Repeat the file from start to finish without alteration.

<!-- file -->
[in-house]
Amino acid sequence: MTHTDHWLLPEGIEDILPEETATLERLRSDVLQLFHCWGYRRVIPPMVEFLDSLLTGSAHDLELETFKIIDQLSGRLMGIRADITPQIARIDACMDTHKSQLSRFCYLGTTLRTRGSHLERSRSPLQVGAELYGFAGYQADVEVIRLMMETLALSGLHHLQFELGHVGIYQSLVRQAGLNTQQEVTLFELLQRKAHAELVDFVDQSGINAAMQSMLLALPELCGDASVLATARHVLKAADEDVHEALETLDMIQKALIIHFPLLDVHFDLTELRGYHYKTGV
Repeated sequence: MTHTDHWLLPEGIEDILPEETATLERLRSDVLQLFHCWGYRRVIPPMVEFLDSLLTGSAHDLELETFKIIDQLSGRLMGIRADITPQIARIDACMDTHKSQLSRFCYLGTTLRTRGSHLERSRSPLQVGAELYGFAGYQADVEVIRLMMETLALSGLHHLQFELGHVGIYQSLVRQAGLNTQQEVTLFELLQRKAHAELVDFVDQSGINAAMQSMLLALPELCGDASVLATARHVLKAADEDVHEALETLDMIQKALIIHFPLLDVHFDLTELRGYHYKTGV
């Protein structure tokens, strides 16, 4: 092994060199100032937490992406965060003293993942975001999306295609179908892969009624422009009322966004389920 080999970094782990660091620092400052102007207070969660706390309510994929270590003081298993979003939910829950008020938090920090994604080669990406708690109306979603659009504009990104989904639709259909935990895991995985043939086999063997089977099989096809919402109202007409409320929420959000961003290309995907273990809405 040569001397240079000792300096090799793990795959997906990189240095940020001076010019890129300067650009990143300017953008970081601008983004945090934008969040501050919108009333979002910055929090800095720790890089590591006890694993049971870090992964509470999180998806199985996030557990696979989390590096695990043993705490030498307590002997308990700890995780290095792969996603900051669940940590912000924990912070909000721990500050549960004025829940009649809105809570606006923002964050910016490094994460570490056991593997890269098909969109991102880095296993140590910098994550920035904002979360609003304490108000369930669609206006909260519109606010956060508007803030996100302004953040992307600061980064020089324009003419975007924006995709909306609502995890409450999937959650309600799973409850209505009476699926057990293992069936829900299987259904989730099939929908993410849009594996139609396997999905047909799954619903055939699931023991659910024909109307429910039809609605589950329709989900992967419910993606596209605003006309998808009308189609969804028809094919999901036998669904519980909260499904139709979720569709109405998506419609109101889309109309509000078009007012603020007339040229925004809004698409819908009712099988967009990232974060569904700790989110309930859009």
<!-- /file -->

[in-house]
Amino acid sequence: MTHTDHWLLPEGIEDILPEETATLERLRSDVLQLFHCWGYRRVIPPMVEFLDSLLTGSAHDLELETFKIIDQLSGRLMGIRADITPQIARIDACMDTHKSQLSRFCYLGTTLRTRGSHLERSRSPLQVGAELYGFAGYQADVEVIRLMMETLALSGLHHLQFELGHVGIYQSLVRQAGLNTQQEVTLFELLQRKAHAELVDFVDQSGINAAMQSMLLALPELCGDASVLATARHVLKAADEDVHEALETLDMIQKALIIHFPLLDVHFDLTELRGYHYKTGV
Repeated sequence: MTHTDHWLLPEGIEDILPEETATLERLRSDVLQLFHCWGYRRVIPPMVEFLDSLLTGSAHDLELETFKIIDQLSGRLMGIRADITPQIARIDACMDTHKSQLSRFCYLGTTLRTRGSHLERSRSPLQVGAELYGFAGYQADVEVIRLMMETLALSGLHHLQFELGHVGIYQSLVRQAGLNTQQEVTLFELLQRKAHAELVDFVDQSGINAAMQSMLLALPELCGDASVLATARHVLKAADEDVHEALETLDMIQKALIIHFPLLDVHFDLTELRGYHYKTGV
């Protein structure tokens, strides 16, 4: 092994060199100032937490992406965060003293993942975001999306295609179908892969009624422009009322966004389920 080999970094782990660091620092400052102007207070969660706390309510994929270590003081298993979003939910829950008020938090920090994604080669990406708690109306979603659009504009990104989904639709259909935990895991995985043939086999063997089977099989096809919402109202007409409320929420959000961003290309995907273990809405 040569001397240079000792300096090799793990795959997906990189240095940020001076010019890129300067650009990143300017953008970081601008983004945090934008969040501050919108009333979002910055929090800095720790890089590591006890694993049971870090992964509470999180998806199985996030557990696979989390590096695990043993705490030498307590002997308990700890995780290095792969996603900051669940940590912000924990912070909000721990500050549960004025829940009649809105809570606006923002964050910016490094994460570490056991593997890269098909969109991102880095296993140590910098994550920035904002979360609003304490108000369930669609206006909260519109606010956060508007803030996100302004953040992307600061980064020089324009003419975007924006995709909306609502995890409450999937959650309600799973409850209505009476699926057990293992069936829900299987259904989730099939929908993410849009594996139609396997999905047909799954619903055939699931023991659910024909109307429910039809609605589950329709989900992967419910993606596209605003006309998808009308189609969804028809094919999901036998669904519980909260499904139709979720569709109405998506419609109101889309109309509000078009007012603020007339040229925004809004698409819908009712099988967009990232974060569904700790989110309930859009």